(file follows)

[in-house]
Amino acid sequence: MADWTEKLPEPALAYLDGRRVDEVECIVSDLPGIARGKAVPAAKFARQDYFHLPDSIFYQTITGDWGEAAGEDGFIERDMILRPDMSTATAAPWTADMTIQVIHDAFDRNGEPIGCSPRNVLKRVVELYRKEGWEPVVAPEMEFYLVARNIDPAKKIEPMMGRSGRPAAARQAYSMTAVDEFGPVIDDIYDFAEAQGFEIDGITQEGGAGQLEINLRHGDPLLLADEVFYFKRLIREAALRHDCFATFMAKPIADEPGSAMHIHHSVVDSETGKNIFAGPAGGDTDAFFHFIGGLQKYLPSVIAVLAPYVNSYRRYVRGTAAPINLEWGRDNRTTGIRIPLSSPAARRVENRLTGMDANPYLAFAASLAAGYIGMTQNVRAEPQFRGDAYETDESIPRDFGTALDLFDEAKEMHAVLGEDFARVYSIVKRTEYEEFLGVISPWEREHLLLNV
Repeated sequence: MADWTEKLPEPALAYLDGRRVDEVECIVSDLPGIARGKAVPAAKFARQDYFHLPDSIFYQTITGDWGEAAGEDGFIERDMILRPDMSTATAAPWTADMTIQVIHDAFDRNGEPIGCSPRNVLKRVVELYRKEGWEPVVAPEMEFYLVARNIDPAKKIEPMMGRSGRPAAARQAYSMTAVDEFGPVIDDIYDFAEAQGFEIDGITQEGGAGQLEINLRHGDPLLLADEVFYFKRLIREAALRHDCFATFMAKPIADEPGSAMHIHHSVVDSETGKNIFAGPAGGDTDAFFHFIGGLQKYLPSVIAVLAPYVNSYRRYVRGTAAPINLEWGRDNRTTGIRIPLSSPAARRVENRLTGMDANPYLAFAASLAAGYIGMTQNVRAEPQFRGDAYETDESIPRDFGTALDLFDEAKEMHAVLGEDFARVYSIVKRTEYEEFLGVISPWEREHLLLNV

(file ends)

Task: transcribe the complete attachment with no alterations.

[in-house]
Amino acid sequence: MADWTEKLPEPALAYLDGRRVDEVECIVSDLPGIARGKAVPAAKFARQDYFHLPDSIFYQTITGDWGEAAGEDGFIERDMILRPDMSTATAAPWTADMTIQVIHDAFDRNGEPIGCSPRNVLKRVVELYRKEGWEPVVAPEMEFYLVARNIDPAKKIEPMMGRSGRPAAARQAYSMTAVDEFGPVIDDIYDFAEAQGFEIDGITQEGGAGQLEINLRHGDPLLLADEVFYFKRLIREAALRHDCFATFMAKPIADEPGSAMHIHHSVVDSETGKNIFAGPAGGDTDAFFHFIGGLQKYLPSVIAVLAPYVNSYRRYVRGTAAPINLEWGRDNRTTGIRIPLSSPAARRVENRLTGMDANPYLAFAASLAAGYIGMTQNVRAEPQFRGDAYETDESIPRDFGTALDLFDEAKEMHAVLGEDFARVYSIVKRTEYEEFLGVISPWEREHLLLNV
Repeated sequence: MADWTEKLPEPALAYLDGRRVDEVECIVSDLPGIARGKAVPAAKFARQDYFHLPDSIFYQTITGDWGEAAGEDGFIERDMILRPDMSTATAAPWTADMTIQVIHDAFDRNGEPIGCSPRNVLKRVVELYRKEGWEPVVAPEMEFYLVARNIDPAKKIEPMMGRSGRPAAARQAYSMTAVDEFGPVIDDIYDFAEAQGFEIDGITQEGGAGQLEINLRHGDPLLLADEVFYFKRLIREAALRHDCFATFMAKPIADEPGSAMHIHHSVVDSETGKNIFAGPAGGDTDAFFHFIGGLQKYLPSVIAVLAPYVNSYRRYVRGTAAPINLEWGRDNRTTGIRIPLSSPAARRVENRLTGMDANPYLAFAASLAAGYIGMTQNVRAEPQFRGDAYETDESIPRDFGTALDLFDEAKEMHAVLGEDFARVYSIVKRTEYEEFLGVISPWEREHLLLNV